Grow Your Own edible landscapes

Published on May 3rd, 2012 | by Patricia Larenas

3

Snails in Your Edible Garden? Bring Out the Copper

Email this to someoneShare on FacebookShare on Google+Pin on PinterestShare on RedditShare on TumblrTweet about this on Twitter

Snail and copper strip barrier

Snail versus copper – copper wins!

I refuse to use pesticides in my garden- it’s not worth the damage to the environment. But at this time of year when I’m planting the tender, defenseless seedlings that I carefully nurtured from precious seeds, I get desperate. Snails will mow down seedlings in the blink of an eye.

I’ve used Sluggo, which helps but is variable in effectiveness. The active ingredient is iron phosphate, safe for use around pets and wildlife and sanctioned for organic gardening, but using too much may cause phosphate build up in the soil. So I turned to my secret weapon: copper foil.

I’ve used small copper foil strips to protect young plants that I’m trying to establish in my garden until they have a chance to mature and can stand on their own against snails. It’s 100% effective in my experience.

But I hadn’t thought of wrapping my planting beds in the stuff – until I saw it in a slide show by Maureen Decombe of Green Willow Gardens.

Planting bed with copper strip

My planting bed wrapped with copper foil

My organic garden supply store has copper strips for sale to use as snail barriers – they are worth every penny! I bought 40 feet and immediately wrapped two of my front yard beds.

According to a University of California Integrated Pest Management (IPM) web page:

“It is believed that copper barriers are effective because the copper reacts with the slime that snails and slugs secrete, causing a disruption in their nervous system similar to an electric shock.”

The copper barrier is supposed to be effective for several years, and can be refreshed with vinegar if it tarnishes. My copper, show in the photos, is 4 inches wide which is a good width for a snail barrier. I’ll still go out and handpick them to keep them from eating the rest of my garden, but I’m enjoying this small victory!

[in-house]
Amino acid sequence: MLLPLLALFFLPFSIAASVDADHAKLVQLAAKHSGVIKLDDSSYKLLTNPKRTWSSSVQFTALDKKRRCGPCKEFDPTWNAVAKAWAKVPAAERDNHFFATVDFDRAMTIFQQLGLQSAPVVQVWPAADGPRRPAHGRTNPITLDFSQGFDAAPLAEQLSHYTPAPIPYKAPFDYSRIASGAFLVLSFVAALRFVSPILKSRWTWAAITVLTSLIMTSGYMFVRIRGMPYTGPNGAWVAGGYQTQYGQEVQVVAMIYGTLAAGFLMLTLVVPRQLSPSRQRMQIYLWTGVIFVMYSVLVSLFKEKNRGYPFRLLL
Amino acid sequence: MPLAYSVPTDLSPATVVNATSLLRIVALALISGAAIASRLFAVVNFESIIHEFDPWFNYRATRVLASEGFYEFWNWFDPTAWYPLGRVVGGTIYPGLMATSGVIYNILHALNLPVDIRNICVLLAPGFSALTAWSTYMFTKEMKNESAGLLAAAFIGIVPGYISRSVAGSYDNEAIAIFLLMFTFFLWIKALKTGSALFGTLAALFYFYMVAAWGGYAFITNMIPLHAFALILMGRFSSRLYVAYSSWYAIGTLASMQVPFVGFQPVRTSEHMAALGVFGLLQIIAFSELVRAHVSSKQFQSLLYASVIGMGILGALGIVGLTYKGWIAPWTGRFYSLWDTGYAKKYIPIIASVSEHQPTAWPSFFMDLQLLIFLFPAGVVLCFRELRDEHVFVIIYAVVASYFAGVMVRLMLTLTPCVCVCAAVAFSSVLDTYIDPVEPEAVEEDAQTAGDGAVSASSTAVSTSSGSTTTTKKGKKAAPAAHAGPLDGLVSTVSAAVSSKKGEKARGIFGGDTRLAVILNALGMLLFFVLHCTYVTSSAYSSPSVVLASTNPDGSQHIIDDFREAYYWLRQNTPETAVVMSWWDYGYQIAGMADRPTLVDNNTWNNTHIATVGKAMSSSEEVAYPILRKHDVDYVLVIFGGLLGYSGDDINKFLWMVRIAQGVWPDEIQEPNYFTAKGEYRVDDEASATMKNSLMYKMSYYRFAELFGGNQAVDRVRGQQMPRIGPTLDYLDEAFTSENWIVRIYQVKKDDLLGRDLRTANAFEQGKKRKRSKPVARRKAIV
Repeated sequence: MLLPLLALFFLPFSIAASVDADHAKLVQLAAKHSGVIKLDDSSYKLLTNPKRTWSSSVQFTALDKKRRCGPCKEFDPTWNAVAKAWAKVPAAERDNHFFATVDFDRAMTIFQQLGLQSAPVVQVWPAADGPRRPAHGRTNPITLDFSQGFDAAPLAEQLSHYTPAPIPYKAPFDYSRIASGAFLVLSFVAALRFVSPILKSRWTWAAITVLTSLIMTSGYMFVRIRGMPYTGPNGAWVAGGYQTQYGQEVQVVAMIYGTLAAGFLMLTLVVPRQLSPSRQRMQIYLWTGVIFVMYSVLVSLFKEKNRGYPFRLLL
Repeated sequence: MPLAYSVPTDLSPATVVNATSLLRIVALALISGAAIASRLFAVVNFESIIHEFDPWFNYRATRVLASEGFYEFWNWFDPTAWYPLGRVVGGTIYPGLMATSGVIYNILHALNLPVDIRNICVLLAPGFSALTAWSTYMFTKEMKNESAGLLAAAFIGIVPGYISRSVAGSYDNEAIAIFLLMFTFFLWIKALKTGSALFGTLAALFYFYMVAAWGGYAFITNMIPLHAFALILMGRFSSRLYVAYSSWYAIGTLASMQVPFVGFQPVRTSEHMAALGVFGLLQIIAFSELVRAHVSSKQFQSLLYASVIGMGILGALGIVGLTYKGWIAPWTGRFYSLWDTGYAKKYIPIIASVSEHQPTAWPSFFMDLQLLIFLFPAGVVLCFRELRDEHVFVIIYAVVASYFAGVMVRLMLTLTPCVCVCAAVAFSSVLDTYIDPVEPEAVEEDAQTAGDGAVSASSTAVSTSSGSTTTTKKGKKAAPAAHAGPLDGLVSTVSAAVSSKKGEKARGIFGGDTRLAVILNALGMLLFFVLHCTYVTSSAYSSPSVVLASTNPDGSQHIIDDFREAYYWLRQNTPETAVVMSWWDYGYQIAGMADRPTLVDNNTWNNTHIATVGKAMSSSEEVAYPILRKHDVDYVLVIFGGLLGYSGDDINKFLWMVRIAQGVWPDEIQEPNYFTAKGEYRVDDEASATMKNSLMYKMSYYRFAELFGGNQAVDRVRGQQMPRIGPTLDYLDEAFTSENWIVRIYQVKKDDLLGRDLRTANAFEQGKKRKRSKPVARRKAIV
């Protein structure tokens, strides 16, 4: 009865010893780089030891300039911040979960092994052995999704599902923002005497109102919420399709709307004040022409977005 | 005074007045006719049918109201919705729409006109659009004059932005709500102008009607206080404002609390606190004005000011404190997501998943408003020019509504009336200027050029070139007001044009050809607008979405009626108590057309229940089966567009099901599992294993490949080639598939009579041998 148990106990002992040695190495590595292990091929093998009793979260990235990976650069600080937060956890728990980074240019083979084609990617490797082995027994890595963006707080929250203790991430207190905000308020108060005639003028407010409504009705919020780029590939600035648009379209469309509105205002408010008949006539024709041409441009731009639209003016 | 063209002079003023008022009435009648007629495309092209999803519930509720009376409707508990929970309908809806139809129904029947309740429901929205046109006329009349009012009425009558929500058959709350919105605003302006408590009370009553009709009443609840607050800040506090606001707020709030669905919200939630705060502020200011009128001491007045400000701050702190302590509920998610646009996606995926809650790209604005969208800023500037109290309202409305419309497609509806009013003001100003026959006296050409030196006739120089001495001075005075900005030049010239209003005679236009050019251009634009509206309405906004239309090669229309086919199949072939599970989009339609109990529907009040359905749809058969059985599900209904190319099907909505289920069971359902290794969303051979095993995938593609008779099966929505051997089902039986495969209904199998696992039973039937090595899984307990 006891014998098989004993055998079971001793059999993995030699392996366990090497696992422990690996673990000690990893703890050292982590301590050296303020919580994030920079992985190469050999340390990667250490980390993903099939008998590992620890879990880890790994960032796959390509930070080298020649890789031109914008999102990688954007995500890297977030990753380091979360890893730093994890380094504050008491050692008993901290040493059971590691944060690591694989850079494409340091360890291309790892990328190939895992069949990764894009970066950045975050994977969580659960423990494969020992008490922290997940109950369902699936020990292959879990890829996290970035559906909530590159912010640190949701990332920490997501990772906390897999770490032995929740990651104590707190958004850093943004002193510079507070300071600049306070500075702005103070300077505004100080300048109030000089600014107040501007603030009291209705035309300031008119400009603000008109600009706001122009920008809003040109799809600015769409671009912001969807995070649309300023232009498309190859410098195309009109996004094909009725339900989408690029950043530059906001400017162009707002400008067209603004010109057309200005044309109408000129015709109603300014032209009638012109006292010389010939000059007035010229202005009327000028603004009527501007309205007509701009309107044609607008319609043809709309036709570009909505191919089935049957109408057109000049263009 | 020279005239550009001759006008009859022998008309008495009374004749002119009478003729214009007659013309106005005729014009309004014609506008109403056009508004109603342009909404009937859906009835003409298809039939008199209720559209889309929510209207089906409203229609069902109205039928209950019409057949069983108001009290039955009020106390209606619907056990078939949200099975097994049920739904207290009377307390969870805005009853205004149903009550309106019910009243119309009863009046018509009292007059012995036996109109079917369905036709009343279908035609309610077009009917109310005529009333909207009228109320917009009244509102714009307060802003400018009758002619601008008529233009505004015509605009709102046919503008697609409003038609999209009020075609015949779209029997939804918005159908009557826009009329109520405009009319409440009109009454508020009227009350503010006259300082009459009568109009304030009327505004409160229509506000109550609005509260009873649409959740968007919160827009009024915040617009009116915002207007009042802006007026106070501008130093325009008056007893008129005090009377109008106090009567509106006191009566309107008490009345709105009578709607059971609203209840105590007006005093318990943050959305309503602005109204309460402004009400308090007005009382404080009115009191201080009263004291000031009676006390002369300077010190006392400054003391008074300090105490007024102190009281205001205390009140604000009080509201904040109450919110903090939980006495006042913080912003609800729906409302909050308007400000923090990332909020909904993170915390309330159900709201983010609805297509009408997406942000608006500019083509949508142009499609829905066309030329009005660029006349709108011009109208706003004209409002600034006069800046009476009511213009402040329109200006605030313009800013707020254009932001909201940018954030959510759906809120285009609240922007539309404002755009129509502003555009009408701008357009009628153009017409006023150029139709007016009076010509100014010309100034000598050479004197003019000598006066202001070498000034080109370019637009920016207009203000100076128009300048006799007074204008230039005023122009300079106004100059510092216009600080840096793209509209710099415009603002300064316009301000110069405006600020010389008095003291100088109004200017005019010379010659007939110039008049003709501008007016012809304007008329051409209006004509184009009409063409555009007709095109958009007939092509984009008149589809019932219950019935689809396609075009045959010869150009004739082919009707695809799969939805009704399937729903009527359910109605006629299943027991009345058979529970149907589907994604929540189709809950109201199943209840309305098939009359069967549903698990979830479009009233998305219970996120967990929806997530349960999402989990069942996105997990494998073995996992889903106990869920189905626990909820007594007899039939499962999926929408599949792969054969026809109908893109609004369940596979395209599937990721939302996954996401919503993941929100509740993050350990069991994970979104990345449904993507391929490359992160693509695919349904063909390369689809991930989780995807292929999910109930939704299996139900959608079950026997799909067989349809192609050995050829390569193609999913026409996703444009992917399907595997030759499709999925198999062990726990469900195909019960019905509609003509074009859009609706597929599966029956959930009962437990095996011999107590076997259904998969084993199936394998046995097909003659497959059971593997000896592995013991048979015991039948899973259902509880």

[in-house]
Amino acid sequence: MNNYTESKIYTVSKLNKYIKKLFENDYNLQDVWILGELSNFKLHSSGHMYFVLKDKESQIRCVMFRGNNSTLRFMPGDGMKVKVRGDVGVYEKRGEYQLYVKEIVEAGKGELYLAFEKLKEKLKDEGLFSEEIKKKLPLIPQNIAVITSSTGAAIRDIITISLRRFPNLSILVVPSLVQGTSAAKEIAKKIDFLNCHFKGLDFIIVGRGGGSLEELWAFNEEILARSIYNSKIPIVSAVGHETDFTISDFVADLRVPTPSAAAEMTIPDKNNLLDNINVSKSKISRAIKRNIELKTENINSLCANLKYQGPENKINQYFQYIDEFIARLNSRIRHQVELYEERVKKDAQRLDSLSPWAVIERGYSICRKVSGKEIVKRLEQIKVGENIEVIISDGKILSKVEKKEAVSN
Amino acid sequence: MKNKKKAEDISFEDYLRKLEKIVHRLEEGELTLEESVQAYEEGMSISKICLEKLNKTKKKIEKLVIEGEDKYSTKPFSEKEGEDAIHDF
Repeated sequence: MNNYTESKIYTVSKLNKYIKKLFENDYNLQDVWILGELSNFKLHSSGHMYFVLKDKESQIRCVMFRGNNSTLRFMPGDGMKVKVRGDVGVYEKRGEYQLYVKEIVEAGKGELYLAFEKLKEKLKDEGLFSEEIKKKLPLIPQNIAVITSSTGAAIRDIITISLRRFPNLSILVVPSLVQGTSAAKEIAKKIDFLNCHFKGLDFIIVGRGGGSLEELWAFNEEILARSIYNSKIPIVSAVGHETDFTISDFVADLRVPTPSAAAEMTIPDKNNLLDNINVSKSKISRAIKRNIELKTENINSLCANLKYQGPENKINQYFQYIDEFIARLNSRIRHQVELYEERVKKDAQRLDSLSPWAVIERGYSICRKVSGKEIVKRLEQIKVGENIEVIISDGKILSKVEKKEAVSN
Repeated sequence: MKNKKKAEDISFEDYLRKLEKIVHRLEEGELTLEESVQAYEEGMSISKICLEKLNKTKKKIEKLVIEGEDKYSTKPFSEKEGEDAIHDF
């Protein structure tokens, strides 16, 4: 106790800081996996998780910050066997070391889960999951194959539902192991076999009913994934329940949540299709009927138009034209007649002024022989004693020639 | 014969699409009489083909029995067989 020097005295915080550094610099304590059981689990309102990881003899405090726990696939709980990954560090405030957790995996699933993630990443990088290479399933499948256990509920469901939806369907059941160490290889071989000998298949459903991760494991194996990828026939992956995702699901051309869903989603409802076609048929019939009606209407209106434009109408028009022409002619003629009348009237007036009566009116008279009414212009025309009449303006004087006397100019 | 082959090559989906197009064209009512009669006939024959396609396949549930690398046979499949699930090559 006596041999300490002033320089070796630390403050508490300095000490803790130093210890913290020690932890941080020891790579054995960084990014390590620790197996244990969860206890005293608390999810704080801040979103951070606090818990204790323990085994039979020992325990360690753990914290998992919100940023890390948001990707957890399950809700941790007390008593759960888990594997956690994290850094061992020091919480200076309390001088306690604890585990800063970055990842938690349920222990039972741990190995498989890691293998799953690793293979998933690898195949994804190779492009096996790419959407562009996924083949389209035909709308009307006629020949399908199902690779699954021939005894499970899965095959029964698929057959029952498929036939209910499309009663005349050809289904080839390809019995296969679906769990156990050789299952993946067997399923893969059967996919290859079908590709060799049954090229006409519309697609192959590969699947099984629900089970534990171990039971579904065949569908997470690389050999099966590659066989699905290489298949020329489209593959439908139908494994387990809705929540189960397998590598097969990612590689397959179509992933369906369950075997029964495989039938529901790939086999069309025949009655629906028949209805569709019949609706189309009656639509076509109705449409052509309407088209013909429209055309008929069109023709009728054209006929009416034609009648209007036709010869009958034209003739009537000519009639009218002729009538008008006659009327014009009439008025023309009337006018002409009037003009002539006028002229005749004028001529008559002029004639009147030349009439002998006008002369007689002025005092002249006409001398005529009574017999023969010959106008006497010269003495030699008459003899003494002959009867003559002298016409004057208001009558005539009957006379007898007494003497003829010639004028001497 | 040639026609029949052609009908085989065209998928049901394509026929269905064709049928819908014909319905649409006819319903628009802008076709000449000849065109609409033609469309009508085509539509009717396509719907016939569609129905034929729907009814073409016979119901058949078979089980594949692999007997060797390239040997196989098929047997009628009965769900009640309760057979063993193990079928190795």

Photos: Patricia Larenas, Urban Artichoke

 

Keep up with the latest sustainable food news by signing up for our free newsletter. CLICK HERE to sign up!




Get social!
Use the buttons to connect with EDB on some of your favorite social networks!

Tags: , , , , ,


About the Author

Patricia Larenas is a writer and gardener living in Silicon Valley doing her part to heal the planet, one garden at a time. She left her career in the tech sector to dig in the dirt full time and help others create and enjoy their edible landscapes. Read more at her web site: urbanartichoke.com.



  • http://ecolocalizer.com/author/rhondawinter/ rhonda winter

    Have you ever tried using pennies to repel slugs and snails in the garden? Not sure if they contain enough copper to be effective?

    • http://www.urbanartichoke.com/ Patricia Larenas

      Thanks Rhonda,
      Interesting! No I haven’t tried. You have to make a physical barrier, so using lots of pennies maybe?! Yesterday I watched a humungous snail go up to the barrier and recoil in horror. He/she tried really hard to find a way around it. I just smiled…

  • Pingback: Important Media Roundup for May 1-7, 2012

Back to Top ↑